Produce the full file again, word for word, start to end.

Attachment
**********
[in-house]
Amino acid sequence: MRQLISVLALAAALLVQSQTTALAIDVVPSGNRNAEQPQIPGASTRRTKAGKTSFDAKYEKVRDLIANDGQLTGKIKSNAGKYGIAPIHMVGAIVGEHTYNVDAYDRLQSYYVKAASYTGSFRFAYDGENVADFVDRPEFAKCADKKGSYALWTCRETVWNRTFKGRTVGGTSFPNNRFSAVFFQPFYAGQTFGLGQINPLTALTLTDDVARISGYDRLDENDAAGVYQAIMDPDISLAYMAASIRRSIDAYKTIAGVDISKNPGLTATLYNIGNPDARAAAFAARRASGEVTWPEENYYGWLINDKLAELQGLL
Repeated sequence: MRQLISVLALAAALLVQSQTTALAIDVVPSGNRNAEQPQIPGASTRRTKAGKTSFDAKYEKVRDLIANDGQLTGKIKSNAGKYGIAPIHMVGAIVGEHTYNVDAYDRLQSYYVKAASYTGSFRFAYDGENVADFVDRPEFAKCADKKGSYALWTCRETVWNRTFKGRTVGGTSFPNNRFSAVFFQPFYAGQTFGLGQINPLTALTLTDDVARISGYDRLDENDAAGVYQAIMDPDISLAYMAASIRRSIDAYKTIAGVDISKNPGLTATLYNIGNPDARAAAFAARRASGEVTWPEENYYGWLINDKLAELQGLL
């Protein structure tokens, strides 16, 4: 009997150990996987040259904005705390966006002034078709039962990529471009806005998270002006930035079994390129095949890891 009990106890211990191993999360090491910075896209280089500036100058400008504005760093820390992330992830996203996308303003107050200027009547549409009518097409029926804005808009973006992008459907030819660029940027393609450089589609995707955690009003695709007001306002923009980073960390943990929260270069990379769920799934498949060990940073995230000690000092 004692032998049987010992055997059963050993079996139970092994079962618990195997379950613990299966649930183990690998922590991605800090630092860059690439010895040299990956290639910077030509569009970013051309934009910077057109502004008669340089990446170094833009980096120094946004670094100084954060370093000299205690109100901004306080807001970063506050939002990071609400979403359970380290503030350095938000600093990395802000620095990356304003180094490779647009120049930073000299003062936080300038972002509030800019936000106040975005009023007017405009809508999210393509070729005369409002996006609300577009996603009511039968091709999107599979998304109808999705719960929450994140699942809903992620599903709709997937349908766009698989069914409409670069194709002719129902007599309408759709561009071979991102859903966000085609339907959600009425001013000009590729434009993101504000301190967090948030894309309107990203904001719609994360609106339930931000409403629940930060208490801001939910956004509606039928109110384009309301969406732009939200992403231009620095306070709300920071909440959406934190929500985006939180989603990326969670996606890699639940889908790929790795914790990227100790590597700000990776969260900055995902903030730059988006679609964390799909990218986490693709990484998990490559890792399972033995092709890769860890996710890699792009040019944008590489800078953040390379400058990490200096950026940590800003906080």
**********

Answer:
[in-house]
Amino acid sequence: MRQLISVLALAAALLVQSQTTALAIDVVPSGNRNAEQPQIPGASTRRTKAGKTSFDAKYEKVRDLIANDGQLTGKIKSNAGKYGIAPIHMVGAIVGEHTYNVDAYDRLQSYYVKAASYTGSFRFAYDGENVADFVDRPEFAKCADKKGSYALWTCRETVWNRTFKGRTVGGTSFPNNRFSAVFFQPFYAGQTFGLGQINPLTALTLTDDVARISGYDRLDENDAAGVYQAIMDPDISLAYMAASIRRSIDAYKTIAGVDISKNPGLTATLYNIGNPDARAAAFAARRASGEVTWPEENYYGWLINDKLAELQGLL
Repeated sequence: MRQLISVLALAAALLVQSQTTALAIDVVPSGNRNAEQPQIPGASTRRTKAGKTSFDAKYEKVRDLIANDGQLTGKIKSNAGKYGIAPIHMVGAIVGEHTYNVDAYDRLQSYYVKAASYTGSFRFAYDGENVADFVDRPEFAKCADKKGSYALWTCRETVWNRTFKGRTVGGTSFPNNRFSAVFFQPFYAGQTFGLGQINPLTALTLTDDVARISGYDRLDENDAAGVYQAIMDPDISLAYMAASIRRSIDAYKTIAGVDISKNPGLTATLYNIGNPDARAAAFAARRASGEVTWPEENYYGWLINDKLAELQGLL
């Protein structure tokens, strides 16, 4: 009997150990996987040259904005705390966006002034078709039962990529471009806005998270002006930035079994390129095949890891 009990106890211990191993999360090491910075896209280089500036100058400008504005760093820390992330992830996203996308303003107050200027009547549409009518097409029926804005808009973006992008459907030819660029940027393609450089589609995707955690009003695709007001306002923009980073960390943990929260270069990379769920799934498949060990940073995230000690000092 004692032998049987010992055997059963050993079996139970092994079962618990195997379950613990299966649930183990690998922590991605800090630092860059690439010895040299990956290639910077030509569009970013051309934009910077057109502004008669340089990446170094833009980096120094946004670094100084954060370093000299205690109100901004306080807001970063506050939002990071609400979403359970380290503030350095938000600093990395802000620095990356304003180094490779647009120049930073000299003062936080300038972002509030800019936000106040975005009023007017405009809508999210393509070729005369409002996006609300577009996603009511039968091709999107599979998304109808999705719960929450994140699942809903992620599903709709997937349908766009698989069914409409670069194709002719129902007599309408759709561009071979991102859903966000085609339907959600009425001013000009590729434009993101504000301190967090948030894309309107990203904001719609994360609106339930931000409403629940930060208490801001939910956004509606039928109110384009309301969406732009939200992403231009620095306070709300920071909440959406934190929500985006939180989603990326969670996606890699639940889908790929790795914790990227100790590597700000990776969260900055995902903030730059988006679609964390799909990218986490693709990484998990490559890792399972033995092709890769860890996710890699792009040019944008590489800078953040390379400058990490200096950026940590800003906080």